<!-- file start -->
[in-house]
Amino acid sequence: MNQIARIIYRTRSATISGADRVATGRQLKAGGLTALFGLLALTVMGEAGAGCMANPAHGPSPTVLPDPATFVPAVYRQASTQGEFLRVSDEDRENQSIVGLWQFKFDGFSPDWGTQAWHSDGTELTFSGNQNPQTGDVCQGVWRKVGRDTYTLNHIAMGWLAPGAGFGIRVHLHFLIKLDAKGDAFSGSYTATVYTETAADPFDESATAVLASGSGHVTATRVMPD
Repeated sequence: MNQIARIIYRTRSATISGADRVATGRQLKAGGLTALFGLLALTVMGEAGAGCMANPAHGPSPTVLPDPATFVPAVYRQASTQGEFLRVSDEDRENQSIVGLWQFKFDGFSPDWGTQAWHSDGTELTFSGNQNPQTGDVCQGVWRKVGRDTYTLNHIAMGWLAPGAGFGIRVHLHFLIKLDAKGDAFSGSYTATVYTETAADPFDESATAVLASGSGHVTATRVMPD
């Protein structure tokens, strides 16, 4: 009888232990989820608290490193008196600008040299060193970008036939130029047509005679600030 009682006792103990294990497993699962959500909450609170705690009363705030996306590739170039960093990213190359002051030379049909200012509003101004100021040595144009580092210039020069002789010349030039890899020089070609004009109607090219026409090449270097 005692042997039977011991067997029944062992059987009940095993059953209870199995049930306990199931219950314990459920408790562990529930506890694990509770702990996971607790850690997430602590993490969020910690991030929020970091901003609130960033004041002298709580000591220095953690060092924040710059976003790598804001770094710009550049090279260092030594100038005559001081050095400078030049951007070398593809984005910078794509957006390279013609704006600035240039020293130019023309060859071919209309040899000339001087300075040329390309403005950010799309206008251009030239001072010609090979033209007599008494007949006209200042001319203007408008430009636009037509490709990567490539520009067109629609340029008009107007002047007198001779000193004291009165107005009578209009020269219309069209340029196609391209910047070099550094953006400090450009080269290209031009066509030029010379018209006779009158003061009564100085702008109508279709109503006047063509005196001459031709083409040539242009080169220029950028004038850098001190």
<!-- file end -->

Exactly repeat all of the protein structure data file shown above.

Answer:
[in-house]
Amino acid sequence: MNQIARIIYRTRSATISGADRVATGRQLKAGGLTALFGLLALTVMGEAGAGCMANPAHGPSPTVLPDPATFVPAVYRQASTQGEFLRVSDEDRENQSIVGLWQFKFDGFSPDWGTQAWHSDGTELTFSGNQNPQTGDVCQGVWRKVGRDTYTLNHIAMGWLAPGAGFGIRVHLHFLIKLDAKGDAFSGSYTATVYTETAADPFDESATAVLASGSGHVTATRVMPD
Repeated sequence: MNQIARIIYRTRSATISGADRVATGRQLKAGGLTALFGLLALTVMGEAGAGCMANPAHGPSPTVLPDPATFVPAVYRQASTQGEFLRVSDEDRENQSIVGLWQFKFDGFSPDWGTQAWHSDGTELTFSGNQNPQTGDVCQGVWRKVGRDTYTLNHIAMGWLAPGAGFGIRVHLHFLIKLDAKGDAFSGSYTATVYTETAADPFDESATAVLASGSGHVTATRVMPD
């Protein structure tokens, strides 16, 4: 009888232990989820608290490193008196600008040299060193970008036939130029047509005679600030 009682006792103990294990497993699962959500909450609170705690009363705030996306590739170039960093990213190359002051030379049909200012509003101004100021040595144009580092210039020069002789010349030039890899020089070609004009109607090219026409090449270097 005692042997039977011991067997029944062992059987009940095993059953209870199995049930306990199931219950314990459920408790562990529930506890694990509770702990996971607790850690997430602590993490969020910690991030929020970091901003609130960033004041002298709580000591220095953690060092924040710059976003790598804001770094710009550049090279260092030594100038005559001081050095400078030049951007070398593809984005910078794509957006390279013609704006600035240039020293130019023309060859071919209309040899000339001087300075040329390309403005950010799309206008251009030239001072010609090979033209007599008494007949006209200042001319203007408008430009636009037509490709990567490539520009067109629609340029008009107007002047007198001779000193004291009165107005009578209009020269219309069209340029196609391209910047070099550094953006400090450009080269290209031009066509030029010379018209006779009158003061009564100085702008109508279709109503006047063509005196001459031709083409040539242009080169220029950028004038850098001190």